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Fuerteventura and Lanzarote

During august 2013 I decided to go for a solo kayaking trip to Fuerteventura and Lanzarote. These are Spanish islands part of the Canary Islands, located just off the northwest coast of Africa, 100 kilometers off Morocco.

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The guys at Kayak Fuerteventura, helped me plan the trip and rented me a kayak and paddles. Everything else I brought from Norway. This of course included a tent, sleeping bag, sleeping mat, freeze dried meals, clothes, kayaking gear and various other stuff necessary to live off the grid for a few days. I had to buy a stove and gas canister in Fuerteventura, as the one I brought was not compatible with the canisters available in Fuerteventura.

The weather forecast was good for the next four days. However, as I was to find out, the wind would pick up and the waves would be a challenge.

The tide difference would be about 3 meters as it was full moon during my kayaking trip. This I did not consider a risk on this trip. My main concern was wave height, breaking waves and wind. Fuerteventura is known as a haven for wind sports, but high winds would mean big waves and at best hard work, and at worst dangerous conditions. The east coast is in general more protected compared to the west coast, where the coast is more remote, has fewer landing spots, is less populated and more exposed to the sea. Truth be told I want to paddle the west coast, but this is an expedition not done alone, but with a group of experienced paddlers.

My plan was to paddle from Corralejo in the north, over to the south east coast of Lanzarote. I would then return to the sand dunes south of Corralejo and be driven down to Las Salinas and continue on to Las Playitas in the south. The main reason for the drive, was to avoid the less scenic part of the east coast.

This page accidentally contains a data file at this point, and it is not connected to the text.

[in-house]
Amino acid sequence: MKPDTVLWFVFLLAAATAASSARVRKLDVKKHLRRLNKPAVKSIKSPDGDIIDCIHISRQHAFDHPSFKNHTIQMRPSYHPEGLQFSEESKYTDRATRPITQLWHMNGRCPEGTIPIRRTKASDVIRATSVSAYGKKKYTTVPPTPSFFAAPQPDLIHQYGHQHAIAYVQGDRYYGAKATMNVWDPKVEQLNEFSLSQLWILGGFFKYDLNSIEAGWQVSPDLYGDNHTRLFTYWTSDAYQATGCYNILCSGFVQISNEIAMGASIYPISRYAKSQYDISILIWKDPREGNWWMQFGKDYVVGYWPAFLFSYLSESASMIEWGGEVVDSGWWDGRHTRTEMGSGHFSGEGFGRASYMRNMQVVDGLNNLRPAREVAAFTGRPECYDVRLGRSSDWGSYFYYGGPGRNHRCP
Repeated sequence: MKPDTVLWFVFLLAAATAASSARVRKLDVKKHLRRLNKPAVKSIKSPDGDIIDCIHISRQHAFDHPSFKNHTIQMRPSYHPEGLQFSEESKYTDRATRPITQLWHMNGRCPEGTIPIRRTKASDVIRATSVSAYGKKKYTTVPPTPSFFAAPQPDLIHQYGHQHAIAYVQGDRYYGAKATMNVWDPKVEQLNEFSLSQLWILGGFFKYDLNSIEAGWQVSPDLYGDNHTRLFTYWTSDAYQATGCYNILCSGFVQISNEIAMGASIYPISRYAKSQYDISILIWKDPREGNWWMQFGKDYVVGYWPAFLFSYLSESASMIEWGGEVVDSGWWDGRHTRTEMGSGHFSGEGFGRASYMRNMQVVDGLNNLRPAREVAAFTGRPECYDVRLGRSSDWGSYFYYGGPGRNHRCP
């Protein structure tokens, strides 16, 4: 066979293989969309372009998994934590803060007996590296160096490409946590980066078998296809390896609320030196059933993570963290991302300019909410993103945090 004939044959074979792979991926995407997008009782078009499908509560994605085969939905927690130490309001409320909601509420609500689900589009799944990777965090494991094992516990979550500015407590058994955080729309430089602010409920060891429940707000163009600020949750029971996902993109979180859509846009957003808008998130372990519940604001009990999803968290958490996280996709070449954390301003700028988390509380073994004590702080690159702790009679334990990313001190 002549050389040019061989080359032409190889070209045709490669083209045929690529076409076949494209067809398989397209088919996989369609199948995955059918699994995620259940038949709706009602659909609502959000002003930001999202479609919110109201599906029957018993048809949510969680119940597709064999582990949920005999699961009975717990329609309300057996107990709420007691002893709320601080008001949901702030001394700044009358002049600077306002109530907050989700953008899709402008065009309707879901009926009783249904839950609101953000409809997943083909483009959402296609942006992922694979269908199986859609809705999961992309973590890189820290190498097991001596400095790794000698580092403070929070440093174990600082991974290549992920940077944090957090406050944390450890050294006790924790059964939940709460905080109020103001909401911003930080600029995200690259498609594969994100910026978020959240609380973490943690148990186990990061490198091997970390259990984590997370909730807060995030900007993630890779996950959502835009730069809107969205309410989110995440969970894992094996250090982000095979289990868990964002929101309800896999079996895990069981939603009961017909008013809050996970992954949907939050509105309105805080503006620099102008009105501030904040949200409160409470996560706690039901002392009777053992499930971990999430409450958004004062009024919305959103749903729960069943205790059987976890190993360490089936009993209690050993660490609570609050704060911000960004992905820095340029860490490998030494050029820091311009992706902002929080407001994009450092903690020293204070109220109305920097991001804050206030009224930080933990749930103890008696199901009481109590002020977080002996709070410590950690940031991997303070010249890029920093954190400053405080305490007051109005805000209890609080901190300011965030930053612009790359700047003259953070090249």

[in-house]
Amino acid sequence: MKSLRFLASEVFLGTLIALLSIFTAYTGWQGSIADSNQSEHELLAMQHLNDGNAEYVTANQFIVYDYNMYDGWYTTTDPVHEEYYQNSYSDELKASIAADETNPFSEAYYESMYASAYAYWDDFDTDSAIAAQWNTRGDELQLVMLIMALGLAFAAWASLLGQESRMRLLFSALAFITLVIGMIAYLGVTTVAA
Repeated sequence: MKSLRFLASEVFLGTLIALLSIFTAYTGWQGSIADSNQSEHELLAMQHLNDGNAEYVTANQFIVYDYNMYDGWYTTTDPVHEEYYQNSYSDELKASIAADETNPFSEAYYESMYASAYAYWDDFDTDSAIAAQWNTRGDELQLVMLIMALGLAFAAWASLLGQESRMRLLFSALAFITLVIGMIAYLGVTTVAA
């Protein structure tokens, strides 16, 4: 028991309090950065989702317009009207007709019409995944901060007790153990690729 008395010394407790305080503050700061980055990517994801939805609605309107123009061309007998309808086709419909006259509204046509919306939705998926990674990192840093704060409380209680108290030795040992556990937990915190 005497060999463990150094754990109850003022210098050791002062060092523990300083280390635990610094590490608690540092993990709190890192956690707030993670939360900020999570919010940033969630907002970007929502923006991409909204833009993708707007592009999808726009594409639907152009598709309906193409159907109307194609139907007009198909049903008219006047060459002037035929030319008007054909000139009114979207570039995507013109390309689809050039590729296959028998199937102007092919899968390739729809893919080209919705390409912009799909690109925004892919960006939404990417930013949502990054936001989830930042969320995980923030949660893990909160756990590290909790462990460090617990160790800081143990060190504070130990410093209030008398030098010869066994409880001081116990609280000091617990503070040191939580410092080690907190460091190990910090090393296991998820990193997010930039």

Crossing over to Lanzarote


I began the crossing over to Lanzarote in perfect conditions with very calm waters. The crossing is about 12 kilometres and took about 2 hours. I followed the craggy, steep and wild coast until I reached a black beach located about 1 km from the village of Playa Quemada.

East coast of Lanzarote
East coast of Lanzarote
A suitable beach to land on
A suitable beach to land on
First campsite, Lanzarote
First campsite, Lanzarote


I returned the next day to begin the crossing back to Fuerteventura. The wind and waves had picked up and I also hit a current moving east. There was a belt close to Fuerteventura where the current was faster and the waves were taller, compared to other places on the crossing. I did feel very small and at some times stupid to expose myself to such conditions. The waves were about 1,5 meters and some were breaking. Looking back I realise I was outside my comfort zone at the time. The risks were in fact higher than what I was comfortable with handling.

Reaching Lobos Island
Reaching Lobos Island


In any case I was glad to reach the small island of Lobos, northeast of Fuerteventura. I landed at a sheltered beach, where I met up with Jorge and Juan from Kayak Fuerteventura for a summary of the trip so far. They were there guiding tourists in kayaks. After an update on weather  we departed and I headed on towards the sand dunes on Fuerteventura.

Meeting up with Jorge and Jose on Lobos island


I met up with Juan, who drove me to my campsite where the road ended, south of Las Salinas. The full moon was shining bright and the desert landscape was glowing in its silvery light. It was great sitting there, reflecting on the trip so far.

Campsite number two, Fuerteventura
Campsite number two, Fuerteventura


The next day the 1,5 meter waves and strong wind was back, and I had a bumpy ride until lunch time at a wild area called Jacomar. After passing Jacomar the waves and wind calmed a lot down, making the rest of the trip a lot more enjoyable. The landscape was getting steeper and taller. It almost reminded me of the steep fjords we have in Norway, except the landscape here was dry and brown instead of green and wet.